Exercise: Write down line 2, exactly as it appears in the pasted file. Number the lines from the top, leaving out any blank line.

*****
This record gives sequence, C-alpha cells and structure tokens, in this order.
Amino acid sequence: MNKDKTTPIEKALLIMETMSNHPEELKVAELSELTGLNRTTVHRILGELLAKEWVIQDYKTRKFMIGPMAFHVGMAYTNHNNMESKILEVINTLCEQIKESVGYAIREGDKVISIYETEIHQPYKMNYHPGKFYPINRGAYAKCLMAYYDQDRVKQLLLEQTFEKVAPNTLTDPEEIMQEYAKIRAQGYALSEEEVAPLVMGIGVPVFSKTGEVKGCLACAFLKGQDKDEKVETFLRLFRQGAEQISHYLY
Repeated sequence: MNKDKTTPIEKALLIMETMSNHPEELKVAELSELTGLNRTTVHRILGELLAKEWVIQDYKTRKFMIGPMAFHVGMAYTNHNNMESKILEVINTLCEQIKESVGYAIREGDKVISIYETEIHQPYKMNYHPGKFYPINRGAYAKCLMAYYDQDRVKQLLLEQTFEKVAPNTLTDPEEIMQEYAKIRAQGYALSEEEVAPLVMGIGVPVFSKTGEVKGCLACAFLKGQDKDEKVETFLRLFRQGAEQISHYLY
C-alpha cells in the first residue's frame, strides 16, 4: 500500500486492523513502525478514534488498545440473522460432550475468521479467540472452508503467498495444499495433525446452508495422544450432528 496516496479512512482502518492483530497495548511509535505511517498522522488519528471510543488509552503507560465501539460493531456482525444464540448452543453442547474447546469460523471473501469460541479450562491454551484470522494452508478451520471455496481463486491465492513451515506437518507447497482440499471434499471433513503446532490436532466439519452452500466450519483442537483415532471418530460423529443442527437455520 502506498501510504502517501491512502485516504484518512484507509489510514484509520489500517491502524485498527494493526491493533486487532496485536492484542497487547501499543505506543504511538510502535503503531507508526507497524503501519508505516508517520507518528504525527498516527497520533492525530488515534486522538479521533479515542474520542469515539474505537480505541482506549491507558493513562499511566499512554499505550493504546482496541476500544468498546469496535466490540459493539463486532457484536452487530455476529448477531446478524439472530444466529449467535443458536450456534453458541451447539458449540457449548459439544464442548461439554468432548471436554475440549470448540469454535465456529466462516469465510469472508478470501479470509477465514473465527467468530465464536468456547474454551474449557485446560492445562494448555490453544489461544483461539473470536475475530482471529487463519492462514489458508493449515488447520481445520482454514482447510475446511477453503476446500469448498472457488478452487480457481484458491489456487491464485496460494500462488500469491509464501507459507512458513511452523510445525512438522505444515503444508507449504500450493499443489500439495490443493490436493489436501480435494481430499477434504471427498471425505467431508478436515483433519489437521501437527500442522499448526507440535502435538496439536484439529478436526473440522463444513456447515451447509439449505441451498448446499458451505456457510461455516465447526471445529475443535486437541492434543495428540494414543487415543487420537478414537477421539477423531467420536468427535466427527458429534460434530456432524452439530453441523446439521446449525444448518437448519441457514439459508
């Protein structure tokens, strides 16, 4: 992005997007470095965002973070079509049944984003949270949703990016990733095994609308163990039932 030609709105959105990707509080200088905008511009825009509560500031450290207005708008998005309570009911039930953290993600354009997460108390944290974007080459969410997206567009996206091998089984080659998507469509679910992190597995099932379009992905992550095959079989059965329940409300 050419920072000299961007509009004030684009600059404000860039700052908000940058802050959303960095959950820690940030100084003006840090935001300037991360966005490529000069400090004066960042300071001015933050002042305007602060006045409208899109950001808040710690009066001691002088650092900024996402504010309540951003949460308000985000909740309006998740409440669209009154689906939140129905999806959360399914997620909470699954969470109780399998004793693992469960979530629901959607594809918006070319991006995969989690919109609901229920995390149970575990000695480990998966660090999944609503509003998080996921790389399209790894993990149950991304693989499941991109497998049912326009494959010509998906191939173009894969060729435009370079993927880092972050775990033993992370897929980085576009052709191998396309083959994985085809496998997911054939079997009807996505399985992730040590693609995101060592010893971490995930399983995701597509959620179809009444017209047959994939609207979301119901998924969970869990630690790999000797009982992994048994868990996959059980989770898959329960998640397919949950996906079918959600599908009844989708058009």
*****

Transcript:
Amino acid sequence: MNKDKTTPIEKALLIMETMSNHPEELKVAELSELTGLNRTTVHRILGELLAKEWVIQDYKTRKFMIGPMAFHVGMAYTNHNNMESKILEVINTLCEQIKESVGYAIREGDKVISIYETEIHQPYKMNYHPGKFYPINRGAYAKCLMAYYDQDRVKQLLLEQTFEKVAPNTLTDPEEIMQEYAKIRAQGYALSEEEVAPLVMGIGVPVFSKTGEVKGCLACAFLKGQDKDEKVETFLRLFRQGAEQISHYLY